According to IT support services company Managed Networks around 65% of the UK workforce may be 'out of office' today, if the calls made to their helpdesk are representative of the experiences of businesses across the country.
The heaviest snowfall in London in 18 years has led to severe travel disruptions, particularly in the capital and the South East, where the dense transport networks are ill-prepared to cope with such circumstances, and many people have to commute too great a distance to work to be able walk in instead.
The cost to the UK economy of lost productivity thanks to absent workers and diminished footfall in shops could be up to £1.2 billion per day, the Federation of Small Businesses told BBC News on Monday. It is estimated that this could rise to as much as £4 or £5 billion by the end of the week.
So should businesses be better prepared for such events? Nigel Davey of Managed Networks thinks so:
‘All too often, people think about massive disasters when they talk about business continuity but in truth, it is day to day factors – like bad weather– that can impact us most of all. IT help desks and support staff have all been inundated with calls today (2nd February) from frustrated business owners who have found that they do not have a plan in place for remote working in circumstances just like these.’
Managed Networks suggest that companies prepare their business continuity plans to cope not just with major disasters, but also the smaller, more everyday crises such as the current snowfall. They suggest the following business continuity checklist for small and medium sized businesses:
- Prepare for lack of building access for employees. Ensure employees can work remotely with full access to all files and e-mail – systems like Desktop Live provide easy, cost effective solutions.
- Create a ‘battle box’. Use it to store software discs and the relevant licence numbers and passwords along with copies of important documents such as insurance certificates etc. Ideally keep a second, duplicate set of records off the premises as back up.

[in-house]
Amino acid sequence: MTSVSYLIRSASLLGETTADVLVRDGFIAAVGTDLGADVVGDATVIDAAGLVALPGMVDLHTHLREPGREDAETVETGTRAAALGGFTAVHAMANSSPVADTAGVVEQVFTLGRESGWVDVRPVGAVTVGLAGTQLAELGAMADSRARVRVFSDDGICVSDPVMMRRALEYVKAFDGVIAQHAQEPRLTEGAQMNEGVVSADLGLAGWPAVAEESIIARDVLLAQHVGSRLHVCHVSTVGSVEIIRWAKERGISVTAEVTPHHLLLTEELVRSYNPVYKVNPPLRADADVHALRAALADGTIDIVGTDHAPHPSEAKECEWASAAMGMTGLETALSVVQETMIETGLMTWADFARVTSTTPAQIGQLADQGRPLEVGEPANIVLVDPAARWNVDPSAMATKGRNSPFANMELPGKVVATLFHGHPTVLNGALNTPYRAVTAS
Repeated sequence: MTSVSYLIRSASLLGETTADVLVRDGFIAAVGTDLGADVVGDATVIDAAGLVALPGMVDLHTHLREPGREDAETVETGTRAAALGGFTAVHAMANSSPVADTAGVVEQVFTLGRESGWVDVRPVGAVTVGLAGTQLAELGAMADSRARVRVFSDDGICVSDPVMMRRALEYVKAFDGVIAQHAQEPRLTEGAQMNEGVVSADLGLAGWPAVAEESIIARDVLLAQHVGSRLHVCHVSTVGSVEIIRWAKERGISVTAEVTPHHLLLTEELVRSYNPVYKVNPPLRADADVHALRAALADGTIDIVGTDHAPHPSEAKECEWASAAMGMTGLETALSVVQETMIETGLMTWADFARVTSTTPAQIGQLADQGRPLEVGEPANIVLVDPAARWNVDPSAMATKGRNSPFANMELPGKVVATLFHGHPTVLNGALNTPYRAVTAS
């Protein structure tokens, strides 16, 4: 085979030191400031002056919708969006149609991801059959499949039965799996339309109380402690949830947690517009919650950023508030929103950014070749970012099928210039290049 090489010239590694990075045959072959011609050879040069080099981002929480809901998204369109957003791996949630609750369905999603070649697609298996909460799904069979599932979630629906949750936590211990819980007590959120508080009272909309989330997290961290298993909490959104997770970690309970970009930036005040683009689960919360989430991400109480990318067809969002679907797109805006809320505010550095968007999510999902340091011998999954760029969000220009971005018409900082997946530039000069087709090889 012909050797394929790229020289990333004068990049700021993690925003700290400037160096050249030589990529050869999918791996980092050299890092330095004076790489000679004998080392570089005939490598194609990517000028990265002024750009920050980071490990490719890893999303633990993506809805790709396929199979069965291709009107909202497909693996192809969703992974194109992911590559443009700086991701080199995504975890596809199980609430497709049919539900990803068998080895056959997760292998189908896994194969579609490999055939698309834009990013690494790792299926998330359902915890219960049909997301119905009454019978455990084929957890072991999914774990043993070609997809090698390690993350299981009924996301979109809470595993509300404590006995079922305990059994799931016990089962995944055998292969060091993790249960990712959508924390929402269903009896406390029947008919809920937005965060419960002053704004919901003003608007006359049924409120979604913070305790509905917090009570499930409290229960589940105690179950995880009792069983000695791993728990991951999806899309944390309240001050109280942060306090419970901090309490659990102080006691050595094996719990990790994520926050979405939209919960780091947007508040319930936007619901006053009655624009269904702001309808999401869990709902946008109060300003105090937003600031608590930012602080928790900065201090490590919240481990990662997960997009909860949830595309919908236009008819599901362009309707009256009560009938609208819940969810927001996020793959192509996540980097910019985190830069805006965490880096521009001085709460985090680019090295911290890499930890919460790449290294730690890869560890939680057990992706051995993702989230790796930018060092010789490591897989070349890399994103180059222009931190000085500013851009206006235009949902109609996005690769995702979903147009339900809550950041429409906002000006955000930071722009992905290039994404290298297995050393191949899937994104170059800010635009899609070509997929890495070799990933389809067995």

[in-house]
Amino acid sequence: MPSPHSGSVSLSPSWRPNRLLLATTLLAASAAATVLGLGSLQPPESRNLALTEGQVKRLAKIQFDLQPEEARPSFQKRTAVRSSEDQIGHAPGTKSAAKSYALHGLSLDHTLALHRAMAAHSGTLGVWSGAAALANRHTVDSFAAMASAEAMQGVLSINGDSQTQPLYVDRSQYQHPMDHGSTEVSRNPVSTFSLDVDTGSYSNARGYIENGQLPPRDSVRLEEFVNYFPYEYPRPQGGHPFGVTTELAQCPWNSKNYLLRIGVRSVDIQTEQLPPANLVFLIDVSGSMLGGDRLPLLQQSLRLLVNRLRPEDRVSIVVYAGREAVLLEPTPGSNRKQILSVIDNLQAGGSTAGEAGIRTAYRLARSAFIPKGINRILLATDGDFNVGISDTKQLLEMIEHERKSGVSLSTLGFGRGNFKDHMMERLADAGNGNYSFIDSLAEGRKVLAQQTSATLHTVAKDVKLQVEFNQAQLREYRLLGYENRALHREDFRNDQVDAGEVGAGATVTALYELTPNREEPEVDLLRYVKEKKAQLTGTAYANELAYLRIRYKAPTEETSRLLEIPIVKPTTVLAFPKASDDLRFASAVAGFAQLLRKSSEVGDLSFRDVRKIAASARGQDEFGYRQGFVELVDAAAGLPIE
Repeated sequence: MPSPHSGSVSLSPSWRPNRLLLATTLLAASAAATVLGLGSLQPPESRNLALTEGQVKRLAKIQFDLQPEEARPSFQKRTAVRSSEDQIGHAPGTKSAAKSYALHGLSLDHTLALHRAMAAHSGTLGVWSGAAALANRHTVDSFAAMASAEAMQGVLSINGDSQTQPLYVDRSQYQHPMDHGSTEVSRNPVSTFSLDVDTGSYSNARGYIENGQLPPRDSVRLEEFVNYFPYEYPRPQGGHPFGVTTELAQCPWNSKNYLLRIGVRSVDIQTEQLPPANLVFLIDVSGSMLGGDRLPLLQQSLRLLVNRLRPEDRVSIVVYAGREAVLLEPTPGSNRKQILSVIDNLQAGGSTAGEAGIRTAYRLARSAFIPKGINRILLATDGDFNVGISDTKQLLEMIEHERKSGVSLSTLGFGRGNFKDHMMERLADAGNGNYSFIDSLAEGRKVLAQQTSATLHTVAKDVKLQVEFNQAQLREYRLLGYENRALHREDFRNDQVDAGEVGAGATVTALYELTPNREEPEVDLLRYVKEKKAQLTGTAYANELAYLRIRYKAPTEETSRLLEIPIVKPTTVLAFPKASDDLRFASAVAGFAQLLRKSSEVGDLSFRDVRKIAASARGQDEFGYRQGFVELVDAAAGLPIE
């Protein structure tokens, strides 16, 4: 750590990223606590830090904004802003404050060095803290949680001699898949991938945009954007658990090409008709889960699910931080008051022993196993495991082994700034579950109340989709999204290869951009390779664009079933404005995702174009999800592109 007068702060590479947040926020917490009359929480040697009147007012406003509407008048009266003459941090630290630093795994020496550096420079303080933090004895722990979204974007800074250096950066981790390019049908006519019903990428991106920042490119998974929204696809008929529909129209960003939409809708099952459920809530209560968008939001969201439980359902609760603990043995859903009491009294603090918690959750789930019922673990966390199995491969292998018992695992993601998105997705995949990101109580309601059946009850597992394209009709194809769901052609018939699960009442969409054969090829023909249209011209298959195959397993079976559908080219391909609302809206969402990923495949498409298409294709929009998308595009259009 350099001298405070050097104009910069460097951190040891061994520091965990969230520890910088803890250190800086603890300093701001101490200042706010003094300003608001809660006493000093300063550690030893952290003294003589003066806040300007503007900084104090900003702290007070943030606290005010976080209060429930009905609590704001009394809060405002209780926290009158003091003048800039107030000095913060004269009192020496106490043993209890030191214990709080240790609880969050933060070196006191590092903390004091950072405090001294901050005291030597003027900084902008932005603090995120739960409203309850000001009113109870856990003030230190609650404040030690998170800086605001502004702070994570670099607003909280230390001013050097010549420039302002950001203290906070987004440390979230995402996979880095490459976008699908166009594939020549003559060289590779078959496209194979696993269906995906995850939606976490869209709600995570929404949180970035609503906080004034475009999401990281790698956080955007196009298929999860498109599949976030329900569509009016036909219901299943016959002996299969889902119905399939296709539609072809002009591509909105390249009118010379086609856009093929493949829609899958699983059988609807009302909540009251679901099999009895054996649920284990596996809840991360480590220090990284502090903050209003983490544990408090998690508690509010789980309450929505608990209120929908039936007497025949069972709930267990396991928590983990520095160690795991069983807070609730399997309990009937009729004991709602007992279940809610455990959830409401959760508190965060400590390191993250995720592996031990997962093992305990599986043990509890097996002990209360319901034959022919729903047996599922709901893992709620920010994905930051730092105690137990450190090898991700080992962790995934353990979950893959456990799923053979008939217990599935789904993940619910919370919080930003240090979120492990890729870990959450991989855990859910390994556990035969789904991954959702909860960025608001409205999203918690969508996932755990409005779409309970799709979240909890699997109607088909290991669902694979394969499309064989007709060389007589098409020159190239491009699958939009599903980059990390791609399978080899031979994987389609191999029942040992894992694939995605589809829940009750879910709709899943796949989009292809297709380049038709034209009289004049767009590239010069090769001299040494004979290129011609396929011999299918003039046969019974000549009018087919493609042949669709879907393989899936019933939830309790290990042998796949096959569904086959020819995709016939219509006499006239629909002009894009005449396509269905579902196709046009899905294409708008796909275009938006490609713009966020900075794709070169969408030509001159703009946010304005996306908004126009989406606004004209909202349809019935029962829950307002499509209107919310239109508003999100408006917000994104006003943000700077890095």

- A sensible addition to the battle box is a list of key staff's emails, passwords, telephone numbers – that way if you are shutting or relocating your office for the day you can quickly notify them.
- Explore contracting a second, supplementary ADSL supplier or make sure you appreciate the restrictions of your service guarantee. That way you can limit the chances of being without Internet access. It may cost more but it’s a lot cheaper than whole-company downtime.
- If you have an in-house server and you are backing up regularly, make sure you have the server regularly maintained and know how to recover your data if it does fail. With advances in technology you could find that some of your hardware is now out of production and spare parts/replacements could take weeks to replace. Managed Networks recommends using hard drives instead of tapes for back-up as all you will normally need in order to retrieve your data is the drive and a USB cable.
Davey concludes ‘Failing to plan for a genuine business issue and being unable to trade due to weather conditions can have a serious impact on your business. The investment in prevention is sensible and is usually returned many-fold.’